I grab the twine in my left hand. I pull it away from the roll in my right hand so the twine measures the span of my outstretched arms. I repeat the motion so it measures two arm spans. Then I cut the twine. I repeat this thirty-five more times.
I have already drilled the thirty-six holes in the top of the box. I fold the twine in half, hook it on a needle I bent, and pull/twist the needle and twine through the small hole in the wood. I tie an overhand knot to hold the twine in place. I repeat this thirty-five more times. I now have seventy-two pieces of twine hanging from the top of the box to make my net.
I start from the left—grabbing the second and third pieces of twine. I tie an overhand knot. I move on to the next two pieces and repeat down the row. When I get to the end, I drop down about an inch to start the next row, going from the right to the left. Each knot is a consistent, focused effort. I try to keep my mind focused solely on the tying of each knot.
I repeat until I reach the bottom of the box. It takes over twelve hours with a few breaks to complete the net. I have already drilled the thirty-six holes in the bottom of the box. I pull the twine through in pairs and tie overhand knots to keep the net taut. I now have a net with over seven hundred spaces to fill with daily devotions.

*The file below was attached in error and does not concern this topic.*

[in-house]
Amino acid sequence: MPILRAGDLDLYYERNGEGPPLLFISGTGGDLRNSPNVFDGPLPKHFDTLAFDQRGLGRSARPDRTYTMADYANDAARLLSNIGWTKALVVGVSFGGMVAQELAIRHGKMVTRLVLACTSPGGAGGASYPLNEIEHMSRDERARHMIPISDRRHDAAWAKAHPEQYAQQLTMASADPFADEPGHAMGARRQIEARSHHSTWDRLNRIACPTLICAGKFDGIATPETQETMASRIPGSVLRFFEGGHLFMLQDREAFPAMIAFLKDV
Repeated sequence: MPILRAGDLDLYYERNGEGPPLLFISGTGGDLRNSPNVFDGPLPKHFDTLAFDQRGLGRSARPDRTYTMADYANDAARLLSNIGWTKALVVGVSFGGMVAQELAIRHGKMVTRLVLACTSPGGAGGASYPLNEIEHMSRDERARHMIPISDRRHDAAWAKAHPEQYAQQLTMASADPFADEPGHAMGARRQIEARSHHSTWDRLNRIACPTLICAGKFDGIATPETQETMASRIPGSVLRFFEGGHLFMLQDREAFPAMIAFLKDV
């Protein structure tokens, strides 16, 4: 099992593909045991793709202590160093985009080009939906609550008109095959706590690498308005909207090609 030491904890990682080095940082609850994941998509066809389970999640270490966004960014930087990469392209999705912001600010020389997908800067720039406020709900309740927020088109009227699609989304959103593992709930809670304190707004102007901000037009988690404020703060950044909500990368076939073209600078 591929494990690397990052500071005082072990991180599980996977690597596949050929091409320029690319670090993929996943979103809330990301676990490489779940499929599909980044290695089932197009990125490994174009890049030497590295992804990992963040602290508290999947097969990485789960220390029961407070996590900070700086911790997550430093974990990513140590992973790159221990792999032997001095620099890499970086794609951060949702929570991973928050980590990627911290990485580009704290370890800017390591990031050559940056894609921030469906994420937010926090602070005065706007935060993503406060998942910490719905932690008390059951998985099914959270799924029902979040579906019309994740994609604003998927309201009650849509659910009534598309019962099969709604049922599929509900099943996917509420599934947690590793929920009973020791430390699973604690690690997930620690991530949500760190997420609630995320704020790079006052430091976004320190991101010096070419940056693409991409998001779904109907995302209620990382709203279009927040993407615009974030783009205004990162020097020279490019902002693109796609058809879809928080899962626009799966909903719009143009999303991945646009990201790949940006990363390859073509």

The devotions are completed in the evening. I read from the Evangelical Lutheran Church in America’s lectionary. I reflect on these readings in the form of a prayer that I write down on a piece of grid paper. I fold the paper in half lengthwise. Then I roll it up and put it in the net. I place the prayers in the net, from left to right, top to bottom. If I miss a day, I leave that space in the net blank and continue.
|Type of Work||Performance/sculpture|
|Medium||Walnut and birch box; twine tied by hand into a net; daily devotions on grid paper|
|Dimensions||39" x 18"|
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